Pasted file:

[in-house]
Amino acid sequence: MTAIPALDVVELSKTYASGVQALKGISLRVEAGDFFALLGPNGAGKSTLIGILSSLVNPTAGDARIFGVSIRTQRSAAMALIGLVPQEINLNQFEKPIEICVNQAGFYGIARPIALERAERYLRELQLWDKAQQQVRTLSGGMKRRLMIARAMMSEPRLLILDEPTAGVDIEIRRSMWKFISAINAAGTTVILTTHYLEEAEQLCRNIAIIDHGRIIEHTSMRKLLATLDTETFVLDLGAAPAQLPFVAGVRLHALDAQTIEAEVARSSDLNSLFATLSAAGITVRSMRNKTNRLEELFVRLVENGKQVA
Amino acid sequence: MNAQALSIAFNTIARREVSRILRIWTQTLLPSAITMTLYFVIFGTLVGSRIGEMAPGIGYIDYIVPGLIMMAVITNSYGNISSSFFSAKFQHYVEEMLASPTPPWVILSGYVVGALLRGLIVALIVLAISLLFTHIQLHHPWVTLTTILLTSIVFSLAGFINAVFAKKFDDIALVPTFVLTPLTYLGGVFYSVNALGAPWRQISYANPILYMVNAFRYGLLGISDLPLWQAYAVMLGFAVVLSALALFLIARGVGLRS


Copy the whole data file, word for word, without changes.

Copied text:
[in-house]
Amino acid sequence: MTAIPALDVVELSKTYASGVQALKGISLRVEAGDFFALLGPNGAGKSTLIGILSSLVNPTAGDARIFGVSIRTQRSAAMALIGLVPQEINLNQFEKPIEICVNQAGFYGIARPIALERAERYLRELQLWDKAQQQVRTLSGGMKRRLMIARAMMSEPRLLILDEPTAGVDIEIRRSMWKFISAINAAGTTVILTTHYLEEAEQLCRNIAIIDHGRIIEHTSMRKLLATLDTETFVLDLGAAPAQLPFVAGVRLHALDAQTIEAEVARSSDLNSLFATLSAAGITVRSMRNKTNRLEELFVRLVENGKQVA
Amino acid sequence: MNAQALSIAFNTIARREVSRILRIWTQTLLPSAITMTLYFVIFGTLVGSRIGEMAPGIGYIDYIVPGLIMMAVITNSYGNISSSFFSAKFQHYVEEMLASPTPPWVILSGYVVGALLRGLIVALIVLAISLLFTHIQLHHPWVTLTTILLTSIVFSLAGFINAVFAKKFDDIALVPTFVLTPLTYLGGVFYSVNALGAPWRQISYANPILYMVNAFRYGLLGISDLPLWQAYAVMLGFAVVLSALALFLIARGVGLRS